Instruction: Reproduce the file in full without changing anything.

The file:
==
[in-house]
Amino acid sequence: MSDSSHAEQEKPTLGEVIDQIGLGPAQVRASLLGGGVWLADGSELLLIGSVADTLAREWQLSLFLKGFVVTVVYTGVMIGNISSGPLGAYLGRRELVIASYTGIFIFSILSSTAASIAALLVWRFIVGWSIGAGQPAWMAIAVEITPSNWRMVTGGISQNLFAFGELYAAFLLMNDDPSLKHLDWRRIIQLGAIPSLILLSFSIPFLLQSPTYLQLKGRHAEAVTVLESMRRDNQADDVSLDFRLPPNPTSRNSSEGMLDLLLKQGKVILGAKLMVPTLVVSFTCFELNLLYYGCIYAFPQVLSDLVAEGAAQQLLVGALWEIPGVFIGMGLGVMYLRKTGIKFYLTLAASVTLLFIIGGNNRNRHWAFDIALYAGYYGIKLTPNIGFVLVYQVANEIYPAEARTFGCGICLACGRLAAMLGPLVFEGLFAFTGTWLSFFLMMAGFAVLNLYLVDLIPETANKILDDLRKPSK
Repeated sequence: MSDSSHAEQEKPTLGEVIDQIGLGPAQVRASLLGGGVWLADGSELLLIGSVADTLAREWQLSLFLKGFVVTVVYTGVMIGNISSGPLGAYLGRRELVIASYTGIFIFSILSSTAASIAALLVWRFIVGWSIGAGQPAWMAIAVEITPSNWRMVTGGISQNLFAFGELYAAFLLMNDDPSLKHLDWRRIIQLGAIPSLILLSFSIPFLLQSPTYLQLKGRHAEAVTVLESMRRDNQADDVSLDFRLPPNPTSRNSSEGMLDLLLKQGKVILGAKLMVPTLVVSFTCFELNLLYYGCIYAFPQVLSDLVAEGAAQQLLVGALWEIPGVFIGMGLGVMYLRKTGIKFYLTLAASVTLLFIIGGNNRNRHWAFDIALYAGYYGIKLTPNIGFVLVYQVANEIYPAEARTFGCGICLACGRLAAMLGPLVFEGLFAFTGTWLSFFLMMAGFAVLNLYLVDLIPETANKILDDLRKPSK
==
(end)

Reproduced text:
[in-house]
Amino acid sequence: MSDSSHAEQEKPTLGEVIDQIGLGPAQVRASLLGGGVWLADGSELLLIGSVADTLAREWQLSLFLKGFVVTVVYTGVMIGNISSGPLGAYLGRRELVIASYTGIFIFSILSSTAASIAALLVWRFIVGWSIGAGQPAWMAIAVEITPSNWRMVTGGISQNLFAFGELYAAFLLMNDDPSLKHLDWRRIIQLGAIPSLILLSFSIPFLLQSPTYLQLKGRHAEAVTVLESMRRDNQADDVSLDFRLPPNPTSRNSSEGMLDLLLKQGKVILGAKLMVPTLVVSFTCFELNLLYYGCIYAFPQVLSDLVAEGAAQQLLVGALWEIPGVFIGMGLGVMYLRKTGIKFYLTLAASVTLLFIIGGNNRNRHWAFDIALYAGYYGIKLTPNIGFVLVYQVANEIYPAEARTFGCGICLACGRLAAMLGPLVFEGLFAFTGTWLSFFLMMAGFAVLNLYLVDLIPETANKILDDLRKPSK
Repeated sequence: MSDSSHAEQEKPTLGEVIDQIGLGPAQVRASLLGGGVWLADGSELLLIGSVADTLAREWQLSLFLKGFVVTVVYTGVMIGNISSGPLGAYLGRRELVIASYTGIFIFSILSSTAASIAALLVWRFIVGWSIGAGQPAWMAIAVEITPSNWRMVTGGISQNLFAFGELYAAFLLMNDDPSLKHLDWRRIIQLGAIPSLILLSFSIPFLLQSPTYLQLKGRHAEAVTVLESMRRDNQADDVSLDFRLPPNPTSRNSSEGMLDLLLKQGKVILGAKLMVPTLVVSFTCFELNLLYYGCIYAFPQVLSDLVAEGAAQQLLVGALWEIPGVFIGMGLGVMYLRKTGIKFYLTLAASVTLLFIIGGNNRNRHWAFDIALYAGYYGIKLTPNIGFVLVYQVANEIYPAEARTFGCGICLACGRLAAMLGPLVFEGLFAFTGTWLSFFLMMAGFAVLNLYLVDLIPETANKILDDLRKPSK